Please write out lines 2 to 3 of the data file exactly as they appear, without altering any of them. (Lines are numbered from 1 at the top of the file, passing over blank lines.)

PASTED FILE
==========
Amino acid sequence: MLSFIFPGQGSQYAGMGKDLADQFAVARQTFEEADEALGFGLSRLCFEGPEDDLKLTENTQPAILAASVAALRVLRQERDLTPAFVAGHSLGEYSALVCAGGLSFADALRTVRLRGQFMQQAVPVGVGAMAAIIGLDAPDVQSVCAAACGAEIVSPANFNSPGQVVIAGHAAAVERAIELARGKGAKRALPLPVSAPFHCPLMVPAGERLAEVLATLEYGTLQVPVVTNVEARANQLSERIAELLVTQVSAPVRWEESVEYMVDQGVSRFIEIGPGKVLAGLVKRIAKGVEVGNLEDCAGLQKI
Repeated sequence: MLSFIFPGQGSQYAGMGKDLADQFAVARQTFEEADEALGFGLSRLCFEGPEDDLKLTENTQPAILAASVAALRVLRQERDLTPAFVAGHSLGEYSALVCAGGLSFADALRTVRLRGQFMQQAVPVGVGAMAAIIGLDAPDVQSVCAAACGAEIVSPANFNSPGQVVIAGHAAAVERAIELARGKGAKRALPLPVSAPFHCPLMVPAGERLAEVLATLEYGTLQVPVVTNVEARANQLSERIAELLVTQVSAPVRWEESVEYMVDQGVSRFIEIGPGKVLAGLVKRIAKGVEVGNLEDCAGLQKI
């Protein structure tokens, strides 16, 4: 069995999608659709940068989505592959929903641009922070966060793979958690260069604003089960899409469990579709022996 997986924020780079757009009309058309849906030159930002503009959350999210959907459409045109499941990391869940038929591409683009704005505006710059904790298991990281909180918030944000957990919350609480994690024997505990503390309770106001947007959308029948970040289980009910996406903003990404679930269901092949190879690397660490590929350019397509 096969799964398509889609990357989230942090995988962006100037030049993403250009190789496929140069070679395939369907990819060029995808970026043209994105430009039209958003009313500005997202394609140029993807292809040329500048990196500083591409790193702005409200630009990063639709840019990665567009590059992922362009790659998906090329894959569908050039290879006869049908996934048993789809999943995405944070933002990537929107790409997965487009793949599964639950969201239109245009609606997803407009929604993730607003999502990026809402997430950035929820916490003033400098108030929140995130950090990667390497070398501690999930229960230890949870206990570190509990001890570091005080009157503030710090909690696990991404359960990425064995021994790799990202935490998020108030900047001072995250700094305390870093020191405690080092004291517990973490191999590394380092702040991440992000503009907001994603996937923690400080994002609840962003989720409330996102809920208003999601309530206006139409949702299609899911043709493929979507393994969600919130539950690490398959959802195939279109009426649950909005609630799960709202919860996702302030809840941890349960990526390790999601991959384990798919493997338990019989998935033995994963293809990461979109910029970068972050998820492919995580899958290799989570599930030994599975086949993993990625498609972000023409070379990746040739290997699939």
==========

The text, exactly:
Repeated sequence: MLSFIFPGQGSQYAGMGKDLADQFAVARQTFEEADEALGFGLSRLCFEGPEDDLKLTENTQPAILAASVAALRVLRQERDLTPAFVAGHSLGEYSALVCAGGLSFADALRTVRLRGQFMQQAVPVGVGAMAAIIGLDAPDVQSVCAAACGAEIVSPANFNSPGQVVIAGHAAAVERAIELARGKGAKRALPLPVSAPFHCPLMVPAGERLAEVLATLEYGTLQVPVVTNVEARANQLSERIAELLVTQVSAPVRWEESVEYMVDQGVSRFIEIGPGKVLAGLVKRIAKGVEVGNLEDCAGLQKI
């Protein structure tokens, strides 16, 4: 069995999608659709940068989505592959929903641009922070966060793979958690260069604003089960899409469990579709022996 997986924020780079757009009309058309849906030159930002503009959350999210959907459409045109499941990391869940038929591409683009704005505006710059904790298991990281909180918030944000957990919350609480994690024997505990503390309770106001947007959308029948970040289980009910996406903003990404679930269901092949190879690397660490590929350019397509 096969799964398509889609990357989230942090995988962006100037030049993403250009190789496929140069070679395939369907990819060029995808970026043209994105430009039209958003009313500005997202394609140029993807292809040329500048990196500083591409790193702005409200630009990063639709840019990665567009590059992922362009790659998906090329894959569908050039290879006869049908996934048993789809999943995405944070933002990537929107790409997965487009793949599964639950969201239109245009609606997803407009929604993730607003999502990026809402997430950035929820916490003033400098108030929140995130950090990667390497070398501690999930229960230890949870206990570190509990001890570091005080009157503030710090909690696990991404359960990425064995021994790799990202935490998020108030900047001072995250700094305390870093020191405690080092004291517990973490191999590394380092702040991440992000503009907001994603996937923690400080994002609840962003989720409330996102809920208003999601309530206006139409949702299609899911043709493929979507393994969600919130539950690490398959959802195939279109009426649950909005609630799960709202919860996702302030809840941890349960990526390790999601991959384990798919493997338990019989998935033995994963293809990461979109910029970068972050998820492919995580899958290799989570599930030994599975086949993993990625498609972000023409070379990746040739290997699939």